Interac's P2P scale extends into B2B payments
P2P transfer apps aren't just for splitting the rent — they can also be portals to a wider array of financial services, as Canada’s national Interac debit network plans to prove.
In the next year, Interac plans to put new capabilities on top of its P2P app, to broaden usage among the app’s base. Of particular interest is how small to medium-sized businesses can use P2P capabilities, either for their own transactions or to engage with consumers.
In 2018, there were more than 371 million Interac e-Transfer payments totaling more than $132 billion. That’s up more than 54 percent in transaction volume and a 45 percent increase in value from 2017’s totals of about 240 million and $90 billion. 2016’s value was about $60 billion.
That compares favorably to U.S. transfer apps, particularly given Canada’s smaller size. Zelle, the bank-run P2P network that comes embedded in many mobile banking apps, saw about $119 billion in volume last year from 433 transactions, with a sharp rise in the fourth quarter. Venmo’s transaction value for 2018 was about $62 billion.
The idea behind Interac's strategy is that P2P is not much different than other transactions, so once people get used to using apps, it’s not much of an evolution to make it a primary rail for other purposes.
“With transfers, when you drill it down, I’m either paying someone back or paying to someone as a gift, so it’s about paying for something,” said Anurag Kar, director of digital push payments at Interac. “Paying rent with a P2P app is like paying a small business. It leads into [internet of things], small businesses and other day to day life.”
Like Venmo and Zelle, there are signs e-Transfer is being used frequently for more “everyday” purchases. The average Interac e-Transfer user uses sends 3 transactions per month, and 60 percent of all Interac e-Transfer transactions are under $200.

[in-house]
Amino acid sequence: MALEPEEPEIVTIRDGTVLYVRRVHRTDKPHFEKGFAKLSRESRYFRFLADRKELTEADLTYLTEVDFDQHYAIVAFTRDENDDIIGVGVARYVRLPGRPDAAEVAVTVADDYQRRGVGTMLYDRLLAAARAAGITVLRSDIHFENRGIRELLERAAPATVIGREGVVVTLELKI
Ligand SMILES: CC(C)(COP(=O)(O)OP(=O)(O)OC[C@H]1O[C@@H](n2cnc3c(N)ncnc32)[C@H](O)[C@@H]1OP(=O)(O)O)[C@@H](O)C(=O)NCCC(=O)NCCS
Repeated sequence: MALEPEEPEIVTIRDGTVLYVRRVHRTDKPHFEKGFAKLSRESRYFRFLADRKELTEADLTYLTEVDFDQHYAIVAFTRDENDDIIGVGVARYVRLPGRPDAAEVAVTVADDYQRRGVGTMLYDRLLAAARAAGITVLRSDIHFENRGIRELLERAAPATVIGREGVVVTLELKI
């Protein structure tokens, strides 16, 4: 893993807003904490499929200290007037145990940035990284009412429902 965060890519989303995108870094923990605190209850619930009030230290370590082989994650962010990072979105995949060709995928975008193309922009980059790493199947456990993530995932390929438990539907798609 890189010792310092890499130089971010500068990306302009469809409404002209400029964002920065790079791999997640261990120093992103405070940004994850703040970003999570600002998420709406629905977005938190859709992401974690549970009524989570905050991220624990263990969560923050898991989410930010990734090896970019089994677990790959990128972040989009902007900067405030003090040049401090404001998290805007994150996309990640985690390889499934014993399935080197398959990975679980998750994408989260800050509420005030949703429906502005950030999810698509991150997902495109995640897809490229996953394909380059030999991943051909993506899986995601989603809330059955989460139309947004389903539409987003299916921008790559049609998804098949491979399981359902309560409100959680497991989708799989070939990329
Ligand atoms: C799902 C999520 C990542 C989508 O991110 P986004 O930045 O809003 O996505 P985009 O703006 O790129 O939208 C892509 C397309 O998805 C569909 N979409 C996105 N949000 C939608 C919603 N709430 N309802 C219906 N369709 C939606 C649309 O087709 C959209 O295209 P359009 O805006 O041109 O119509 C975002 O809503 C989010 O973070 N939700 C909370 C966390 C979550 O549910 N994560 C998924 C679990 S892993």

There’s also an interest in extending how transfers can serve recurring payments, which can support greater subscriptions and other purchases that have scheduled payments over time.
There’s also some momentum to support business usage. Businesses sent more than $465 million using a bulk disbursement feature, and about one in six e-Transfer payments involve a business.
“It comes down to the fact that business want to transact here,” Kar said. “It’s the utility they need. The blend is the same. It’s someone asking to pay or someone shipping funds to another party.”
Even as P2P apps grow quickly, they still serve a narrow range of use cases. Diversifying transaction types and reaching to business users is likely necessary to keep the apps from becoming “dumb pipes.”
Both Zelle and Venmo are making changes to adjust. Zelle, for example, is also seeking to process more business transactions; while PayPal’s using partnerships with Amex and others to embed Venmo into traditional retail.
“Digital P2P services like Interac e-Transfer in Canada and Zelle in the U.S. facilitate bank-based payments and as consumers become accustomed to and more trustworthy of digital payments, they are a natural jump off point for other types of payments,” said Talie Baker, a senior analyst at Aite.
Starting with P2P services enables providers to build a strong customer base by providing payment methods that mimic the ubiquity and convenience of cash. Once the customer base is established, providers can monetize digital payments by moving into B2C and C2B payments, Baker said.
“I haven’t come across other P2P services that have evolved into B2B payments yet, but it’s really not a huge leap once consumers are accustomed to the convenience of digital payments for personal reasons, it makes sense they would want to have the same convenience in business,” Baker said.
Interac, an early adopter of mobile commerce and contactless payments, is also a participant in Payments Canada’s overhaul of the national payments system.
“At the end of the day, payments modernization is good for the Canadian economy and all constituencies,” Kar said. “With Interac and Interac e-Transfer we have a platform that can benefit from that modernization, and provide a benefit.”